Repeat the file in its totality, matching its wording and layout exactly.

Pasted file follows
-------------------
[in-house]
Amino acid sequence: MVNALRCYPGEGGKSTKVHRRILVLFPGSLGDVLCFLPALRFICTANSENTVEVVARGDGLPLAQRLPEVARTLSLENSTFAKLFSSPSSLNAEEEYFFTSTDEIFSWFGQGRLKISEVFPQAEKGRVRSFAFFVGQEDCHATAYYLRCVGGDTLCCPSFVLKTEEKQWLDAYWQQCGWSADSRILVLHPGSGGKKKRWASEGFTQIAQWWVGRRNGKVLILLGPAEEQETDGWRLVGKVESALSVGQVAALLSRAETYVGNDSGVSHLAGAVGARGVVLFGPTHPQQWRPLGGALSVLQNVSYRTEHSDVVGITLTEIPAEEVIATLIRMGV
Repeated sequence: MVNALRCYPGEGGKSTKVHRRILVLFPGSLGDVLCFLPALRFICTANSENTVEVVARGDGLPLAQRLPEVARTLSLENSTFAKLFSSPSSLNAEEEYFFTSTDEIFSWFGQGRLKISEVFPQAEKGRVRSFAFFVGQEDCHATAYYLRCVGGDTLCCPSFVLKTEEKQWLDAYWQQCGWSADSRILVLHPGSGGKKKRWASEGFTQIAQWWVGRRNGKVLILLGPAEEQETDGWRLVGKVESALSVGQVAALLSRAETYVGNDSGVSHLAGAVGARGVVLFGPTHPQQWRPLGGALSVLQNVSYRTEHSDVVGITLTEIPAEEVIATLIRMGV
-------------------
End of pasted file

[in-house]
Amino acid sequence: MVNALRCYPGEGGKSTKVHRRILVLFPGSLGDVLCFLPALRFICTANSENTVEVVARGDGLPLAQRLPEVARTLSLENSTFAKLFSSPSSLNAEEEYFFTSTDEIFSWFGQGRLKISEVFPQAEKGRVRSFAFFVGQEDCHATAYYLRCVGGDTLCCPSFVLKTEEKQWLDAYWQQCGWSADSRILVLHPGSGGKKKRWASEGFTQIAQWWVGRRNGKVLILLGPAEEQETDGWRLVGKVESALSVGQVAALLSRAETYVGNDSGVSHLAGAVGARGVVLFGPTHPQQWRPLGGALSVLQNVSYRTEHSDVVGITLTEIPAEEVIATLIRMGV
Repeated sequence: MVNALRCYPGEGGKSTKVHRRILVLFPGSLGDVLCFLPALRFICTANSENTVEVVARGDGLPLAQRLPEVARTLSLENSTFAKLFSSPSSLNAEEEYFFTSTDEIFSWFGQGRLKISEVFPQAEKGRVRSFAFFVGQEDCHATAYYLRCVGGDTLCCPSFVLKTEEKQWLDAYWQQCGWSADSRILVLHPGSGGKKKRWASEGFTQIAQWWVGRRNGKVLILLGPAEEQETDGWRLVGKVESALSVGQVAALLSRAETYVGNDSGVSHLAGAVGARGVVLFGPTHPQQWRPLGGALSVLQNVSYRTEHSDVVGITLTEIPAEEVIATLIRMGV